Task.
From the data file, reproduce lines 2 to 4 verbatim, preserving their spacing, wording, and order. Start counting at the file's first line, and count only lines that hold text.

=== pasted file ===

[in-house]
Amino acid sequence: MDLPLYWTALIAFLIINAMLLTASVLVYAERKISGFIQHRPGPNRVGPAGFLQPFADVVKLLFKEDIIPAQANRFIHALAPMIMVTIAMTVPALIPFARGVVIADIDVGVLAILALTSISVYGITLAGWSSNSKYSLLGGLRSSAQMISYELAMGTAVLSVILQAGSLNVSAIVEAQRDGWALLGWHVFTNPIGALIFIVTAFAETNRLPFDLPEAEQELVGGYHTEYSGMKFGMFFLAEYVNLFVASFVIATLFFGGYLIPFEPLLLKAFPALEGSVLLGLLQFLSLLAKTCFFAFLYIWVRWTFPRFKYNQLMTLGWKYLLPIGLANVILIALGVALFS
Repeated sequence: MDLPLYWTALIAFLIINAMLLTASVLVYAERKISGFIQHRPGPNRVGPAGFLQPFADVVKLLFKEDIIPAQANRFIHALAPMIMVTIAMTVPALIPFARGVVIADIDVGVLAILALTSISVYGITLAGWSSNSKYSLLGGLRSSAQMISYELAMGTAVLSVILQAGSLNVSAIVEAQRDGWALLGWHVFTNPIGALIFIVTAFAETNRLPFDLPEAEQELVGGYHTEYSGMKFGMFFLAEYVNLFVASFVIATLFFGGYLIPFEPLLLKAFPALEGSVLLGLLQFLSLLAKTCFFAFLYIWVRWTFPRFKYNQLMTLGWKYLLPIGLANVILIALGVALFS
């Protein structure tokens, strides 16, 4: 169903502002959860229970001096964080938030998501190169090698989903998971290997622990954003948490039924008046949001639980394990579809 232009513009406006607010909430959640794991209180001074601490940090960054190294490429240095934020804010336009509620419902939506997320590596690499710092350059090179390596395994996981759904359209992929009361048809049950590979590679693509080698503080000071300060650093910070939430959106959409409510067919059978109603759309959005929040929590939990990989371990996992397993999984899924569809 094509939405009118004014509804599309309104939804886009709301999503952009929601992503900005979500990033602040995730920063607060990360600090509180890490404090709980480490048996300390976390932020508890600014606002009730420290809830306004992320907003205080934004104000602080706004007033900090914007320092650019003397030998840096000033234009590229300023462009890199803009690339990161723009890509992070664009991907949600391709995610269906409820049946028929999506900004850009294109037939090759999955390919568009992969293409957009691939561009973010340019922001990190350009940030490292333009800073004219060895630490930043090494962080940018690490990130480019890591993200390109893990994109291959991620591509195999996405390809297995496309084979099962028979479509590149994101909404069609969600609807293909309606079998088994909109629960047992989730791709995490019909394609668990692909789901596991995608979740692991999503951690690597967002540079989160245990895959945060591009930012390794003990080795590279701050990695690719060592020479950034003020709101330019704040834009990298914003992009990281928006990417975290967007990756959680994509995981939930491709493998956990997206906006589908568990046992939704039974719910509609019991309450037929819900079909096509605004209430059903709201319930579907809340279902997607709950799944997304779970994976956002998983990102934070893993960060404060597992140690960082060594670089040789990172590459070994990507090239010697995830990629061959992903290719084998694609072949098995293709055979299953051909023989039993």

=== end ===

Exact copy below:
Amino acid sequence: MDLPLYWTALIAFLIINAMLLTASVLVYAERKISGFIQHRPGPNRVGPAGFLQPFADVVKLLFKEDIIPAQANRFIHALAPMIMVTIAMTVPALIPFARGVVIADIDVGVLAILALTSISVYGITLAGWSSNSKYSLLGGLRSSAQMISYELAMGTAVLSVILQAGSLNVSAIVEAQRDGWALLGWHVFTNPIGALIFIVTAFAETNRLPFDLPEAEQELVGGYHTEYSGMKFGMFFLAEYVNLFVASFVIATLFFGGYLIPFEPLLLKAFPALEGSVLLGLLQFLSLLAKTCFFAFLYIWVRWTFPRFKYNQLMTLGWKYLLPIGLANVILIALGVALFS
Repeated sequence: MDLPLYWTALIAFLIINAMLLTASVLVYAERKISGFIQHRPGPNRVGPAGFLQPFADVVKLLFKEDIIPAQANRFIHALAPMIMVTIAMTVPALIPFARGVVIADIDVGVLAILALTSISVYGITLAGWSSNSKYSLLGGLRSSAQMISYELAMGTAVLSVILQAGSLNVSAIVEAQRDGWALLGWHVFTNPIGALIFIVTAFAETNRLPFDLPEAEQELVGGYHTEYSGMKFGMFFLAEYVNLFVASFVIATLFFGGYLIPFEPLLLKAFPALEGSVLLGLLQFLSLLAKTCFFAFLYIWVRWTFPRFKYNQLMTLGWKYLLPIGLANVILIALGVALFS
């Protein structure tokens, strides 16, 4: 169903502002959860229970001096964080938030998501190169090698989903998971290997622990954003948490039924008046949001639980394990579809 232009513009406006607010909430959640794991209180001074601490940090960054190294490429240095934020804010336009509620419902939506997320590596690499710092350059090179390596395994996981759904359209992929009361048809049950590979590679693509080698503080000071300060650093910070939430959106959409409510067919059978109603759309959005929040929590939990990989371990996992397993999984899924569809 094509939405009118004014509804599309309104939804886009709301999503952009929601992503900005979500990033602040995730920063607060990360600090509180890490404090709980480490048996300390976390932020508890600014606002009730420290809830306004992320907003205080934004104000602080706004007033900090914007320092650019003397030998840096000033234009590229300023462009890199803009690339990161723009890509992070664009991907949600391709995610269906409820049946028929999506900004850009294109037939090759999955390919568009992969293409957009691939561009973010340019922001990190350009940030490292333009800073004219060895630490930043090494962080940018690490990130480019890591993200390109893990994109291959991620591509195999996405390809297995496309084979099962028979479509590149994101909404069609969600609807293909309606079998088994909109629960047992989730791709995490019909394609668990692909789901596991995608979740692991999503951690690597967002540079989160245990895959945060591009930012390794003990080795590279701050990695690719060592020479950034003020709101330019704040834009990298914003992009990281928006990417975290967007990756959680994509995981939930491709493998956990997206906006589908568990046992939704039974719910509609019991309450037929819900079909096509605004209430059903709201319930579907809340279902997607709950799944997304779970994976956002998983990102934070893993960060404060597992140690960082060594670089040789990172590459070994990507090239010697995830990629061959992903290719084998694609072949098995293709055979299953051909023989039993």